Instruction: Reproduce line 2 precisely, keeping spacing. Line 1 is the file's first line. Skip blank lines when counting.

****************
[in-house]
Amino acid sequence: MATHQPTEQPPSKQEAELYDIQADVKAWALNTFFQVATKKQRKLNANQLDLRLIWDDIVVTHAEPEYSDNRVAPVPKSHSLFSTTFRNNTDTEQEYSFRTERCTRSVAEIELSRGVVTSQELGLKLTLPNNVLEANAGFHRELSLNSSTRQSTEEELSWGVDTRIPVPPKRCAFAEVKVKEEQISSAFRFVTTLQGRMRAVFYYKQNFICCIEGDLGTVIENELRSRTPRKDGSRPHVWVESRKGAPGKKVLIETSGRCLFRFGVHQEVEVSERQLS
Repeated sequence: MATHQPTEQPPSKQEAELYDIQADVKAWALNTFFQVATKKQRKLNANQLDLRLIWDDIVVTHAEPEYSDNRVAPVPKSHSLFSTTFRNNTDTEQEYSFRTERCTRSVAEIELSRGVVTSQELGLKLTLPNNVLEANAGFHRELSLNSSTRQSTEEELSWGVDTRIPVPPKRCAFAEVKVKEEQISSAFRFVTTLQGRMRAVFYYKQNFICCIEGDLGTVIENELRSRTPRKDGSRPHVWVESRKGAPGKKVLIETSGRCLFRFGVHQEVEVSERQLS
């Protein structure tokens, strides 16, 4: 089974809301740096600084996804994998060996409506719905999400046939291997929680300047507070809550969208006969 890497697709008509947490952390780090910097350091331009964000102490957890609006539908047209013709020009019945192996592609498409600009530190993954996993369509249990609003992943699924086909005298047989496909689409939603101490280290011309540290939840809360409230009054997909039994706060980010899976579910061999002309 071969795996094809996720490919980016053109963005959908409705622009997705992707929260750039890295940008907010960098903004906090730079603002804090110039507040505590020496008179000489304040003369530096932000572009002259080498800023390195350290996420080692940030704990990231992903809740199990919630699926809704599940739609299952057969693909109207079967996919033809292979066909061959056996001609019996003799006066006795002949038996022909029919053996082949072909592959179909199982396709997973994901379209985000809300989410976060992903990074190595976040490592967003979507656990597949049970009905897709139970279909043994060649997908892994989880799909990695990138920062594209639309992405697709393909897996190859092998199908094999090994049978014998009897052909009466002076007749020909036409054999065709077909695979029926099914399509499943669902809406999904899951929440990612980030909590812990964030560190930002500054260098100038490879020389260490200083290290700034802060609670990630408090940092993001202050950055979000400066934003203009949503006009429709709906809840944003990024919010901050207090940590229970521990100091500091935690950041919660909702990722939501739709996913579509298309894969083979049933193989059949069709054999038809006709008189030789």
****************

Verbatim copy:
Amino acid sequence: MATHQPTEQPPSKQEAELYDIQADVKAWALNTFFQVATKKQRKLNANQLDLRLIWDDIVVTHAEPEYSDNRVAPVPKSHSLFSTTFRNNTDTEQEYSFRTERCTRSVAEIELSRGVVTSQELGLKLTLPNNVLEANAGFHRELSLNSSTRQSTEEELSWGVDTRIPVPPKRCAFAEVKVKEEQISSAFRFVTTLQGRMRAVFYYKQNFICCIEGDLGTVIENELRSRTPRKDGSRPHVWVESRKGAPGKKVLIETSGRCLFRFGVHQEVEVSERQLS